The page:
After I knit those 72 stitches for 5 garter-stitch ridges, I joined the two edges of the hat and started knitting in the round. Knitting every stitch, in the round, gave me stockinette stitch. I worked until the entire thing was 6" deep, then started my decreases for the crown. For the crown, I moved half of the stitches onto my second circular needle and kept them there. In other words, I used my two circular needles as if they were each two of a set of five double-pointed needles. This works very well, although if you are using longer needles, they tend to swing around a bit and can get you very odd looks on a plane or any other confined space.

Once the crown was finished, I took the tail from my cast-on edge and sewed the small seam from the beginning. The best way to do this is to just grab each garter-stitch edge bump, one at a time, with your darning needle until you are finished.

Darn in your ends.

If you would like to see more photos of the hat-sewing process, please see the photo gallery linked to this post. I only get 10 photos per post and I want to save some for the steek tutorial at the end.

Last step: Use the hat to bribe a co-worker into posing for a photo.

Segment Two: Interview with Meg Swansen

I'm changing the subject of the second part of our show this week to bring you my interview with the lovely Meg Swansen of Schoolhouse Press. If you haven't heard of her, and even if you have, you are in for a treat. We talk about EPS, books, and Knitting Camps and Retreats. I also talk way too fast and trip over myself because I am way too excited about talking to her. The 2010 application period for Camp is from Feb. 1 through 7, 2010. As it says on the site, "Please mark your calendar; we do not accept applications outside of these dates."

I'm going to end this post with a short photo tutorial about crochet-bound steeks. Ms. Swansen describes the process quite well, but some of us like photos.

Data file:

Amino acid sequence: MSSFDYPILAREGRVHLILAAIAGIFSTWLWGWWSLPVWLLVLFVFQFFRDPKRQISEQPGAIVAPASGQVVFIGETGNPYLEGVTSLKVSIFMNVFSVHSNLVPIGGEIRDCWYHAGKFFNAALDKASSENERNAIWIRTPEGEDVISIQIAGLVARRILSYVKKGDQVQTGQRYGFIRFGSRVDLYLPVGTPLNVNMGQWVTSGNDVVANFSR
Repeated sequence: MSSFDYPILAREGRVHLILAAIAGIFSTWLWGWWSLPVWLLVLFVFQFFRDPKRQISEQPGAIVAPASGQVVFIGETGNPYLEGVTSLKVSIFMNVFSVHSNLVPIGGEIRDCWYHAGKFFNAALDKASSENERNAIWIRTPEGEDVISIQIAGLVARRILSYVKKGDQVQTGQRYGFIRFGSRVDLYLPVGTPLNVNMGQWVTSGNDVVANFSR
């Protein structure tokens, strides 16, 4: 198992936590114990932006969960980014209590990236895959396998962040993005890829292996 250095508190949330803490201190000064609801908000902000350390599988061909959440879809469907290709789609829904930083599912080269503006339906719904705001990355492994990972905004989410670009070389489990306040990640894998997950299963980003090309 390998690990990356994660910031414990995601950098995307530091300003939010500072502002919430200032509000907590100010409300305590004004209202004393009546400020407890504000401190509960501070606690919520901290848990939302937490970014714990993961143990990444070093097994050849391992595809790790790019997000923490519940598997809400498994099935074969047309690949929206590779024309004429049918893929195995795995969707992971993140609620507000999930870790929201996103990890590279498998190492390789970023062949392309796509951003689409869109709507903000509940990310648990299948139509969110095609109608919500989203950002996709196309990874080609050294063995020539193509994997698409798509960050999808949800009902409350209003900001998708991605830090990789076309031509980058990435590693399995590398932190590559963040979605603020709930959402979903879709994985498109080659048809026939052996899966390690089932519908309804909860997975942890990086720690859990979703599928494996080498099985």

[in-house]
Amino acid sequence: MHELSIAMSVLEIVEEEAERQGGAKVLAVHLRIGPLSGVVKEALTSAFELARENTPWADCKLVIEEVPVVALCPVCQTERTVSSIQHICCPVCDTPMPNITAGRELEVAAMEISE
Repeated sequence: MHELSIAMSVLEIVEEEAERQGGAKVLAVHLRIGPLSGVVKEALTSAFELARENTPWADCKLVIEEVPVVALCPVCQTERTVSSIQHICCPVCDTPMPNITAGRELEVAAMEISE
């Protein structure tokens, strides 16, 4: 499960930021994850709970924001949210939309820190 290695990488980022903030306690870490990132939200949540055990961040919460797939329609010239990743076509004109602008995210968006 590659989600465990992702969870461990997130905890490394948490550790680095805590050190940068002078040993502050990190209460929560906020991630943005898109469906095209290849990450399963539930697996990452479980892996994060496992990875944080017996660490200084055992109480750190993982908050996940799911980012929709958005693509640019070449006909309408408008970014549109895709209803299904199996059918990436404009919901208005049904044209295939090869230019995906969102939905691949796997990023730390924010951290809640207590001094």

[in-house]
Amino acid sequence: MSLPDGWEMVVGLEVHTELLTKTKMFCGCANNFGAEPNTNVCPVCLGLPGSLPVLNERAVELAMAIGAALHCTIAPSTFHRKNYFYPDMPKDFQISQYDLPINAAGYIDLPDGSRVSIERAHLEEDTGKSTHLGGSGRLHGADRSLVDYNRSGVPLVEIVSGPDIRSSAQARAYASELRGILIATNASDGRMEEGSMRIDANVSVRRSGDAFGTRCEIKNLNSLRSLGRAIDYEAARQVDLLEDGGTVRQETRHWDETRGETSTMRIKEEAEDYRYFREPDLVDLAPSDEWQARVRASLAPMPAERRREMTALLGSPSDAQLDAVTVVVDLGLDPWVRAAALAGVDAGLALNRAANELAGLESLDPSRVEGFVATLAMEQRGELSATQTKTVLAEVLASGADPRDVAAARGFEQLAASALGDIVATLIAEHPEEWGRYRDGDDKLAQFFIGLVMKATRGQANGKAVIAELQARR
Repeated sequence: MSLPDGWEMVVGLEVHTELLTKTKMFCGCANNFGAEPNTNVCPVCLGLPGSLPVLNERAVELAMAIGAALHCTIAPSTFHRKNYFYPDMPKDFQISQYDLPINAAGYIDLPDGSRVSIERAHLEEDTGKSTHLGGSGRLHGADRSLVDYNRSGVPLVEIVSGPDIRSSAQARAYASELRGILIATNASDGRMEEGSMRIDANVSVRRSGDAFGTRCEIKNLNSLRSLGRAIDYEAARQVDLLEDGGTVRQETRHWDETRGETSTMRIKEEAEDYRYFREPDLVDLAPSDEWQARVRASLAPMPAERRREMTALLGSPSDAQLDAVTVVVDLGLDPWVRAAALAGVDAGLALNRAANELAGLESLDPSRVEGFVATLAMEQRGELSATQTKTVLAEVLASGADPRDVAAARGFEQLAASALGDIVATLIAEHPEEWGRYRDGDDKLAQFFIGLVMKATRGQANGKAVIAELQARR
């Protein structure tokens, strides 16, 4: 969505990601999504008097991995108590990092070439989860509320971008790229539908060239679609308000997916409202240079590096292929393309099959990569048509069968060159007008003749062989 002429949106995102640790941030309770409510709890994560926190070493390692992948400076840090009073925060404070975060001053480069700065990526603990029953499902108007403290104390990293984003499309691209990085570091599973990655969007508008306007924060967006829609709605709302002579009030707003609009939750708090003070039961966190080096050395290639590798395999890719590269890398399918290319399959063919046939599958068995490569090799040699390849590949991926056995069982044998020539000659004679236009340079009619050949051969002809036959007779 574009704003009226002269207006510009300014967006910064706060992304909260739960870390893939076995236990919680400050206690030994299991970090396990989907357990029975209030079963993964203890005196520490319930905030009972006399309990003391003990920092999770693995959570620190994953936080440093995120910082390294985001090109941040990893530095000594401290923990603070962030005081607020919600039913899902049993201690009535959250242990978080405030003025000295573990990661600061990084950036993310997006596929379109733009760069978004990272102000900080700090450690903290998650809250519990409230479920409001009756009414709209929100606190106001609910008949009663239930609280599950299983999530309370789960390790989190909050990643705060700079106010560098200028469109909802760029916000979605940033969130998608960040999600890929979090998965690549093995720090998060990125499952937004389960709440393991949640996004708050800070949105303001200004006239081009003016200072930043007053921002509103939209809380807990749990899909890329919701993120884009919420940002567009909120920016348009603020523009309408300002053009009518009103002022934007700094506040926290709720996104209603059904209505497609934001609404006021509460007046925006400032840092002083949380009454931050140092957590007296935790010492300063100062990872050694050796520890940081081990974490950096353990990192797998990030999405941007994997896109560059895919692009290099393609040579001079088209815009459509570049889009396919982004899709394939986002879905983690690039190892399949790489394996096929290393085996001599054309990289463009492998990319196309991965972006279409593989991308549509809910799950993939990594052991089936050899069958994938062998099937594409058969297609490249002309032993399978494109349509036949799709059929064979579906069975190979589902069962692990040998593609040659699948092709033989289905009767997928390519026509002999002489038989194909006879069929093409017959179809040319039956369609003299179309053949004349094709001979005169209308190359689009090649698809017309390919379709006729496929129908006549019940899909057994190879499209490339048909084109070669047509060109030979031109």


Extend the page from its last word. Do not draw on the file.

This is easiest to see on a color-knitting pattern. Some people even knit their steeks in a vertical stripe pattern. Mine is in a dice or lice pattern, so bear with me.

First, you crochet the right-hand side of the left-hand stitch to the left-hand side of the right-hand stitch, over and over, until you have worked the length of your piece. I didn't work the length of the piece for the photos. I sacrificed the edge of a semi-permanent UFO for these photos.

Then, repeat, half a stitch over.

All you should have in-between your two chains of crochet is a teeny, little bar, which is what you cut.

Next Week: Felted slippers to wear while you are making candy or after, for your sore tootsies, and my short saga about the design process.


All of the books are on the same page:

Knitting Without Tears

Knitter's Almanac

Knitting Workshop

Knitting Around

The Opinionated Knitter

Armenian Knitting

School House Press

School House Press Patterns

Meg Swansen's Knitting Camps and Retreats 2010

Franklin Habit's descriptions of Camp

More uses for a gauge swatch - seeing how two (or more) stitch patterns work together with your yarn and needles. Also, a testing ground for steek-cutting. This brings the total to six uses for gauge swatches in 2010.